As currently proposed, the restriction on overseas expenditure will have a significant impact on claimants that make use of an international workforce to support and augment UK led R&D projects.

Changes taking effect for expenditure incurred on or after 1 April 2023

3. Reduction in the rates of R&D relief for SMEs

From 1 April 2023, the additional deduction of qualifying R&D expenditure available for SMEs will reduce from an additional 130% to 86% and the cash credit available for loss making companies will reduce from 14.5% to 10% of the surrenderable losses. The relative reduction in R&D benefit resulting from these changes is dependent on tax rate and whether the company is in a profit or loss making position, however the reduction could be up to 50% under some scenarios.

The significant reduction in R&D relief for SMEs follows negative publicity around abuse of the SME relief, the number of perceived erroneous claims and analysis that suggested the SME scheme is less effective than the large company RDEC scheme in encouraging additional R&D investment.

4. Increase in the rate of R&D Expenditure Credit (RDEC)

From 1 April 2023, the RDEC “above the line” credit rate will increase from 13% to 20%. RDEC is available to large companies that exceed the group staff, turnover or asset limits of the SME scheme, and to SMEs claiming R&D that was subcontracted to them by a large company or otherwise subsidised. For companies paying the full 25% CT rate, this results in a net of tax benefit increase from 10.53% to 15%.

5. Additional support for “R&D Intensive” SMEs

To provide some respite to the reduction in the main rate of relief for SMEs the Government announced an increase to the payable cash credit for loss making “R&D intensive” SMEs. In effect this reverts the payable cash credit rate back to 14.5% for loss making SMEs with an R&D intensity of at least 40% of their total expenditure. To prevent manipulation of the intensity ratio, in calculating the ratio the qualifying R&D expenditure and total expenditure of connected companies will be aggregated. Whether or not companies are connected will be determined according to CTA 2010 section 1122.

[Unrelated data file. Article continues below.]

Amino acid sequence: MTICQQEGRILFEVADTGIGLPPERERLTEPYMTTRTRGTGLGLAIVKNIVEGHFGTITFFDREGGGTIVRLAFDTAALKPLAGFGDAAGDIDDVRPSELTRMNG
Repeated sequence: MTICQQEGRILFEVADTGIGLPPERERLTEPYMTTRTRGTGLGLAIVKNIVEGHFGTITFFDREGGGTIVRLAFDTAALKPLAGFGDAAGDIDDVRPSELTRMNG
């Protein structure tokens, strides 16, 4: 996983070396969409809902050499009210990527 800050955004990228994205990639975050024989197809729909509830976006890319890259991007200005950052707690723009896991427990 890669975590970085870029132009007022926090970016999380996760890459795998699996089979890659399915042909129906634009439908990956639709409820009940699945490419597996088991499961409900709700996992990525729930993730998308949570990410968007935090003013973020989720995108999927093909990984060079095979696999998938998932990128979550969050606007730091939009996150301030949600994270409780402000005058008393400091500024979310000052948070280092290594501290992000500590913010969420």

While the additional support will take effect for expenditure incurred from 1 April 2023, until the legislation is published, companies will not be able to make a claim for the higher rate of credit.  Draft legislation for this new relief will be published in the summer of 2023, and legislation included in the following Finance Bill.  Companies may need to submit amended returns or delay making their claims to access the higher rate of relief.

Changes taking effect for accounting periods beginning on or after 1 April 2023

6. Extension to the categories of qualifying expenditure to include Cloud and Data costs

As part of an aim to modernise R&D tax relief to align with changes in R&D practice, expenditure on cloud services and the acquisition of data, to the extent it supports qualifying R&D, will be claimable. The change is widely welcome as a long-awaited extension to the previously narrow and slightly outdated range of qualifying expenditure categories.

The change will benefit the majority of companies that have moved from the traditional model of purchasing software licences and investing in “on-premise” infrastructure, towards purchasing cloud services to support R&D. Allowing expenditure on data to facilitate R&D will benefit companies purchasing large, often costly datasets to support R&D, for example in relation to training machine learning models.

7. Claim advanced notification

For accounting periods starting on or after 1 April 2023 some claimants will need to submit a Claim Notification form for their R&D claim to be valid, within 6 months of the relevant accounting period end. The original intention was for this form to apply to companies who are first time R&D claimants or those who have not made an R&D claim in any of the previous 3 calendar years.